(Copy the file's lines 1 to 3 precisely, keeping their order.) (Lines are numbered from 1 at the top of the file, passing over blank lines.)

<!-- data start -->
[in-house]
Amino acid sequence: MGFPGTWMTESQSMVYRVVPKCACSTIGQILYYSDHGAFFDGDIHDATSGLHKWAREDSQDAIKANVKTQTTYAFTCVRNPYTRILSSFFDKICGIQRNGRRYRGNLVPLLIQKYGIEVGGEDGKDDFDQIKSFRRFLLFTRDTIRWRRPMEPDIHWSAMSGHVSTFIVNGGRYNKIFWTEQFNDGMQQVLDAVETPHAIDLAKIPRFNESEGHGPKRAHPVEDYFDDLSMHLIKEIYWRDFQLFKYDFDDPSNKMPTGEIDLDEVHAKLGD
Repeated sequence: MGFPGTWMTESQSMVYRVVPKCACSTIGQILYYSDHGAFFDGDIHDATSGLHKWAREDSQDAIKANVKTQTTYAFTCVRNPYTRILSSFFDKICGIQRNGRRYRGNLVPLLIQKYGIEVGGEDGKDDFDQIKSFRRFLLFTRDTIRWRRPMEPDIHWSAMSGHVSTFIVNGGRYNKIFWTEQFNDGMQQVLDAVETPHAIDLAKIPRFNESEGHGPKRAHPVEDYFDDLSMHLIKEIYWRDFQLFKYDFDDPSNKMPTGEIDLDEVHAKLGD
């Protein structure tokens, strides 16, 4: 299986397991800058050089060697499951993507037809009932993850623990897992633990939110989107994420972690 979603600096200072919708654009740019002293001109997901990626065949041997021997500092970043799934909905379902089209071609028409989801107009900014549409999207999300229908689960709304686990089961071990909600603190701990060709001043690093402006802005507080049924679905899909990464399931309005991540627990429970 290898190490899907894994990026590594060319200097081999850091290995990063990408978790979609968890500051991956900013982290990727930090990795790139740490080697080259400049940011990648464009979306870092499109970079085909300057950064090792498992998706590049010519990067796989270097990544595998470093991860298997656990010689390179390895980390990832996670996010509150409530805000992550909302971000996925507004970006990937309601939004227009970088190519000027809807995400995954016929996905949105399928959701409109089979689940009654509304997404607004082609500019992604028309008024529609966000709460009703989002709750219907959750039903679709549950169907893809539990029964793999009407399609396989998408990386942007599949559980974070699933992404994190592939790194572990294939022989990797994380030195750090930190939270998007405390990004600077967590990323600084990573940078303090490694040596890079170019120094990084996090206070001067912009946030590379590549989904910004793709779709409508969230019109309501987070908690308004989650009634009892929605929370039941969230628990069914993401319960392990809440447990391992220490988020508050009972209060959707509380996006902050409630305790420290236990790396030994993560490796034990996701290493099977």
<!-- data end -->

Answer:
[in-house]
Amino acid sequence: MGFPGTWMTESQSMVYRVVPKCACSTIGQILYYSDHGAFFDGDIHDATSGLHKWAREDSQDAIKANVKTQTTYAFTCVRNPYTRILSSFFDKICGIQRNGRRYRGNLVPLLIQKYGIEVGGEDGKDDFDQIKSFRRFLLFTRDTIRWRRPMEPDIHWSAMSGHVSTFIVNGGRYNKIFWTEQFNDGMQQVLDAVETPHAIDLAKIPRFNESEGHGPKRAHPVEDYFDDLSMHLIKEIYWRDFQLFKYDFDDPSNKMPTGEIDLDEVHAKLGD
Repeated sequence: MGFPGTWMTESQSMVYRVVPKCACSTIGQILYYSDHGAFFDGDIHDATSGLHKWAREDSQDAIKANVKTQTTYAFTCVRNPYTRILSSFFDKICGIQRNGRRYRGNLVPLLIQKYGIEVGGEDGKDDFDQIKSFRRFLLFTRDTIRWRRPMEPDIHWSAMSGHVSTFIVNGGRYNKIFWTEQFNDGMQQVLDAVETPHAIDLAKIPRFNESEGHGPKRAHPVEDYFDDLSMHLIKEIYWRDFQLFKYDFDDPSNKMPTGEIDLDEVHAKLGD